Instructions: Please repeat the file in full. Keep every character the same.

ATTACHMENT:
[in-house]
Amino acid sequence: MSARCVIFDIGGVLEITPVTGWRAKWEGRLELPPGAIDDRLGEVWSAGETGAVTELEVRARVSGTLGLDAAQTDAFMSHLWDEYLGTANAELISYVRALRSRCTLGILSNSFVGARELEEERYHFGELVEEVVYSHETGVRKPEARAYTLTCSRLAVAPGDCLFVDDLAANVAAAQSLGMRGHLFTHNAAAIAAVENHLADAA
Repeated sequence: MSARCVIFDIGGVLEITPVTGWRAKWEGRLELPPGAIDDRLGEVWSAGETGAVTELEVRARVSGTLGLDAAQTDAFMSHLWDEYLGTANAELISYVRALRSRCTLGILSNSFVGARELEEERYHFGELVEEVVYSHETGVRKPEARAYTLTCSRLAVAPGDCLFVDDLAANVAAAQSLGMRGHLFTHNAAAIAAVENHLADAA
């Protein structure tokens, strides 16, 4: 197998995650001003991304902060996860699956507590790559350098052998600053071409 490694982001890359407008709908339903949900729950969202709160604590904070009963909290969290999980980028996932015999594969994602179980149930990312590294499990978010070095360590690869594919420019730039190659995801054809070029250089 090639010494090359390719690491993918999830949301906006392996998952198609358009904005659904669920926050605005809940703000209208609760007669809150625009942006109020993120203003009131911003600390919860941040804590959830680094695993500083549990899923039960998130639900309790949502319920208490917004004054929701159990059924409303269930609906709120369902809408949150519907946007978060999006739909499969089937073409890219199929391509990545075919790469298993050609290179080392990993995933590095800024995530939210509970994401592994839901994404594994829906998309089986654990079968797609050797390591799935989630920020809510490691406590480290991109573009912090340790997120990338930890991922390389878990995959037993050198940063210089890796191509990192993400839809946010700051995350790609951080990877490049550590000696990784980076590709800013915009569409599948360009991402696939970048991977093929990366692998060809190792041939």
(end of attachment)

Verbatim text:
[in-house]
Amino acid sequence: MSARCVIFDIGGVLEITPVTGWRAKWEGRLELPPGAIDDRLGEVWSAGETGAVTELEVRARVSGTLGLDAAQTDAFMSHLWDEYLGTANAELISYVRALRSRCTLGILSNSFVGARELEEERYHFGELVEEVVYSHETGVRKPEARAYTLTCSRLAVAPGDCLFVDDLAANVAAAQSLGMRGHLFTHNAAAIAAVENHLADAA
Repeated sequence: MSARCVIFDIGGVLEITPVTGWRAKWEGRLELPPGAIDDRLGEVWSAGETGAVTELEVRARVSGTLGLDAAQTDAFMSHLWDEYLGTANAELISYVRALRSRCTLGILSNSFVGARELEEERYHFGELVEEVVYSHETGVRKPEARAYTLTCSRLAVAPGDCLFVDDLAANVAAAQSLGMRGHLFTHNAAAIAAVENHLADAA
């Protein structure tokens, strides 16, 4: 197998995650001003991304902060996860699956507590790559350098052998600053071409 490694982001890359407008709908339903949900729950969202709160604590904070009963909290969290999980980028996932015999594969994602179980149930990312590294499990978010070095360590690869594919420019730039190659995801054809070029250089 090639010494090359390719690491993918999830949301906006392996998952198609358009904005659904669920926050605005809940703000209208609760007669809150625009942006109020993120203003009131911003600390919860941040804590959830680094695993500083549990899923039960998130639900309790949502319920208490917004004054929701159990059924409303269930609906709120369902809408949150519907946007978060999006739909499969089937073409890219199929391509990545075919790469298993050609290179080392990993995933590095800024995530939210509970994401592994839901994404594994829906998309089986654990079968797609050797390591799935989630920020809510490691406590480290991109573009912090340790997120990338930890991922390389878990995959037993050198940063210089890796191509990192993400839809946010700051995350790609951080990877490049550590000696990784980076590709800013915009569409599948360009991402696939970048991977093929990366692998060809190792041939």